• Getting abusive collection calls? Here's how to make money off of them

    By: Katie McKee


    JACKSONVILLE, Fla. - Protecting yourself from annoying phone calls can pay off and taking the right steps could put money in your pocket.

    Action News spoke with several people who get harassing calls from debt collectors, even after they asked to be put on a "do not call" list. Many don't know that it's against the law and that they can get paid per phone call if it continues.

    “They say they will take my number off and then I'll get calls still,” said Nechie Nash.

    The Consumer Protection Bureau handled more than 88,000 debt collection complaints last year. Whether or not you owe anyone money, excessive calls from debt collectors are illegal.

    “They say ‘you owe me money, you gotta pay me and if you don't pay me I’m going to do a, b, c, d.’ Sometimes they will threaten you with arrest, which they can't do, but they do anyway,” said Action News law and safety expert Dale Carson.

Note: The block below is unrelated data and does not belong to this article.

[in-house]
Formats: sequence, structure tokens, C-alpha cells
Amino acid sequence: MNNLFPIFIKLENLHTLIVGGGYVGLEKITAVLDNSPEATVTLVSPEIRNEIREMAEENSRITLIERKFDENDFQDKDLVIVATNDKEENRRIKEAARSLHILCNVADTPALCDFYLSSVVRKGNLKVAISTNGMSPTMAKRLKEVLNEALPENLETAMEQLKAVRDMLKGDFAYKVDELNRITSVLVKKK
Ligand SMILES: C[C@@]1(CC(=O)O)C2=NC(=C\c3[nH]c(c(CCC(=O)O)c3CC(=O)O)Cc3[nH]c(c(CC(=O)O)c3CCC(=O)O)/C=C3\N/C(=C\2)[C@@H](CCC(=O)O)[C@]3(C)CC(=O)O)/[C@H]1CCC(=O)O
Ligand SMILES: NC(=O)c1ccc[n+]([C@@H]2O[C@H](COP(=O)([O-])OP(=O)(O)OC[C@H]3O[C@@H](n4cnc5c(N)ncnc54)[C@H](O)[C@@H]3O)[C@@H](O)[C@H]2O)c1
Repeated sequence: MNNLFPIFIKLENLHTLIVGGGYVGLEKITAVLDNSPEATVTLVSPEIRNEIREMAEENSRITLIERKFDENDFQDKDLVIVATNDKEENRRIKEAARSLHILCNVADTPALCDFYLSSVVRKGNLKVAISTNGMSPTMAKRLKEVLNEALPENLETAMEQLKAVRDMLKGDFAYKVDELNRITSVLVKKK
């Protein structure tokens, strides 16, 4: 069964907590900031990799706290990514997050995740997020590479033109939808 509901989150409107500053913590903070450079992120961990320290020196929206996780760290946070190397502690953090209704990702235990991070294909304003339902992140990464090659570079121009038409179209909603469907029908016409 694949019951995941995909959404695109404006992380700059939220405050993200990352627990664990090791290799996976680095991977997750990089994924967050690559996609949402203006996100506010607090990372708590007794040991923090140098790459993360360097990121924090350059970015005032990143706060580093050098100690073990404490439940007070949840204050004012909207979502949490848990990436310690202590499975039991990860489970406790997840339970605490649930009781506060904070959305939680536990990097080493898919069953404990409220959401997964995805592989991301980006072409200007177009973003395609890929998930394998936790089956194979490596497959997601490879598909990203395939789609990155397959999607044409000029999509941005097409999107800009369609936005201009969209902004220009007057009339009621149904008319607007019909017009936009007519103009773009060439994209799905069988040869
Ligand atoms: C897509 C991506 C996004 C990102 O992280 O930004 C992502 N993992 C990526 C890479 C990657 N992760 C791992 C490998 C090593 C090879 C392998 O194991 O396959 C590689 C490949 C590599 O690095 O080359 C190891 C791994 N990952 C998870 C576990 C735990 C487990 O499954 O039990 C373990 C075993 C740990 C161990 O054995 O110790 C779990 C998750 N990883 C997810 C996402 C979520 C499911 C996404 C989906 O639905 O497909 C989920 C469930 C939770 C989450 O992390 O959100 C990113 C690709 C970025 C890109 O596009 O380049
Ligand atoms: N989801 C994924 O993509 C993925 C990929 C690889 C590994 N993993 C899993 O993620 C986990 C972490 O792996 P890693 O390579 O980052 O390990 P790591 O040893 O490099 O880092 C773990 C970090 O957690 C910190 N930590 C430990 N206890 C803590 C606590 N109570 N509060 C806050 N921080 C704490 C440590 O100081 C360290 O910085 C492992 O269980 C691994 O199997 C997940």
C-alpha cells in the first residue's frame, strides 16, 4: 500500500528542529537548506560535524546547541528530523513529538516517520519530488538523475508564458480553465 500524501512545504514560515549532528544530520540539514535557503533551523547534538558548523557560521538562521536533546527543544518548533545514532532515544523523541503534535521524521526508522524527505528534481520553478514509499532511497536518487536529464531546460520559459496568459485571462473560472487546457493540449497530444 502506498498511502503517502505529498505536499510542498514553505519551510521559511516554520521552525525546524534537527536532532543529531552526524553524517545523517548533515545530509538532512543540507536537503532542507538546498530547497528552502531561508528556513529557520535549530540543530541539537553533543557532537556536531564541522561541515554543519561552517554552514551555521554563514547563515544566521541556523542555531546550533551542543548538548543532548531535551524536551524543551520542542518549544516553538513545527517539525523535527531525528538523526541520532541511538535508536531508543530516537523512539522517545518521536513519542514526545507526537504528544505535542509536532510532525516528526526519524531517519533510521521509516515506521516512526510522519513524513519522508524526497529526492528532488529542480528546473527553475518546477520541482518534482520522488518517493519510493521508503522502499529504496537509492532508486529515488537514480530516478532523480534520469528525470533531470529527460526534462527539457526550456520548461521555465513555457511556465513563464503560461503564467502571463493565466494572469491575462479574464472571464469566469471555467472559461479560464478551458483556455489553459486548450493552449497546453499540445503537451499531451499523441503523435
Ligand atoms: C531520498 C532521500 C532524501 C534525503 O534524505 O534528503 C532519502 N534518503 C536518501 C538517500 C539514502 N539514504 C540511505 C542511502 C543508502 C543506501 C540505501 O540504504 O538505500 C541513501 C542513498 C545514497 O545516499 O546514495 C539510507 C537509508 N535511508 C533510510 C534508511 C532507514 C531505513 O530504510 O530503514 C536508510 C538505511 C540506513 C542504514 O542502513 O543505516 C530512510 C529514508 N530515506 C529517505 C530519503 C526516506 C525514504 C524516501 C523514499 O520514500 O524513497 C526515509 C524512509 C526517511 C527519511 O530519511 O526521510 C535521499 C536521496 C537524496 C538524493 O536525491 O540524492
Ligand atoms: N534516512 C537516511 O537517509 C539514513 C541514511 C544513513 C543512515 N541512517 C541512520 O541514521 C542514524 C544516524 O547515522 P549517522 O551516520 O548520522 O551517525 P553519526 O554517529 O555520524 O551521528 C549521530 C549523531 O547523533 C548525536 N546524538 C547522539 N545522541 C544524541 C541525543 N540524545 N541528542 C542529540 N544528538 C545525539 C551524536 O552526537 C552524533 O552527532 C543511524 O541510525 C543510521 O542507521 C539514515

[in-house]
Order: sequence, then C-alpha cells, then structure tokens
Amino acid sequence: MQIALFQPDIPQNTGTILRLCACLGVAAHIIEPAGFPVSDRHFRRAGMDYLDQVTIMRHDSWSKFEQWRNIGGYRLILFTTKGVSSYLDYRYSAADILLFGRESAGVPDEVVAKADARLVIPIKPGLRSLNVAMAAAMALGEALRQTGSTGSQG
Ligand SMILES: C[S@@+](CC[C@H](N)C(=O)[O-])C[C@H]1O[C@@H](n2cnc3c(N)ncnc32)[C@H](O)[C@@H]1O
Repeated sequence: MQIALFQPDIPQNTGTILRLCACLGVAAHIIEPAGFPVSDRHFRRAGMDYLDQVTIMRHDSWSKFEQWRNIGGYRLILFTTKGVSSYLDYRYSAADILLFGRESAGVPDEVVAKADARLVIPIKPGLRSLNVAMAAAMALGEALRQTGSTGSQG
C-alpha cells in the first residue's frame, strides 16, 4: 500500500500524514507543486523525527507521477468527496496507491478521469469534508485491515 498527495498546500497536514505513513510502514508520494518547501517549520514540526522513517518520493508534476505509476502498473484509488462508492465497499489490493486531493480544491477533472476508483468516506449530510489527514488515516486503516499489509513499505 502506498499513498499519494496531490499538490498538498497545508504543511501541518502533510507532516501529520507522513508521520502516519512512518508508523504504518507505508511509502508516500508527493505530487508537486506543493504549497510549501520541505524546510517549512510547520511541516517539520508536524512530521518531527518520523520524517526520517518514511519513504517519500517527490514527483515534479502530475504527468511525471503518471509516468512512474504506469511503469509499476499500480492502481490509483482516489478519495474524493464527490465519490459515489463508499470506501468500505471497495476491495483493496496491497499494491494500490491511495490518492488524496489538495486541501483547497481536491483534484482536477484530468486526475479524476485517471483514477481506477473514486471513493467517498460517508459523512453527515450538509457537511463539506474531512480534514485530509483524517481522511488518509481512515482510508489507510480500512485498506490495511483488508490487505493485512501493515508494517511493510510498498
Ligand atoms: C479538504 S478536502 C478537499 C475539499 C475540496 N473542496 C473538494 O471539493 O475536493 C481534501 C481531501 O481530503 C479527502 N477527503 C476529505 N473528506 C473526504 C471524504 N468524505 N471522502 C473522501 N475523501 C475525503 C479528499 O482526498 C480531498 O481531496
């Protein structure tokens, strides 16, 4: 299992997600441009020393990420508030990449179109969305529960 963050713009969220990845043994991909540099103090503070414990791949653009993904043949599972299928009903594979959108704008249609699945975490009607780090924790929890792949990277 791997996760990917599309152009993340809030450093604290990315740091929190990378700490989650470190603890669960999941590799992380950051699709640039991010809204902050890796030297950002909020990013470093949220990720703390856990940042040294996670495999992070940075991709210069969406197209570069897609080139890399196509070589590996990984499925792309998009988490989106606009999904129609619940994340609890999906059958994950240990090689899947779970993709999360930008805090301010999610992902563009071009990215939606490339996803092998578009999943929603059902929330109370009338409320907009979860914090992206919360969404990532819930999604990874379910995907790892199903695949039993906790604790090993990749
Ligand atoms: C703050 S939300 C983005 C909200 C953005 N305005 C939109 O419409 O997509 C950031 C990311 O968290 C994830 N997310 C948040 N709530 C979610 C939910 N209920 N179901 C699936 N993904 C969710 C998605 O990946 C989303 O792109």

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    Carson said there are state and federal laws to protect you from dealing with harassing phone calls. He said debt collection laws prohibit them from calling you at work, calling you after 9 p.m. and calling your cellphone without permission.

    Carson said if you are being harassed, you can take action and receive money.

    “The law has built into it basically a fine to those people of about up to $1,000 for every time they call you outside those parameters,” Carson said.

    We reached out to the Law Offices of Max Hunter Story, a firm that represents consumers who are dealing with abusive creditors or debt collectors. We’re told that they often file four to five lawsuits a week against debt collectors.

    “After you get five or six calls from the same one after telling them not to call, you're just about ready to do it,” said Will Conway.

    The best way to make a case is keep track of the phone numbers and take notes of the conversation.

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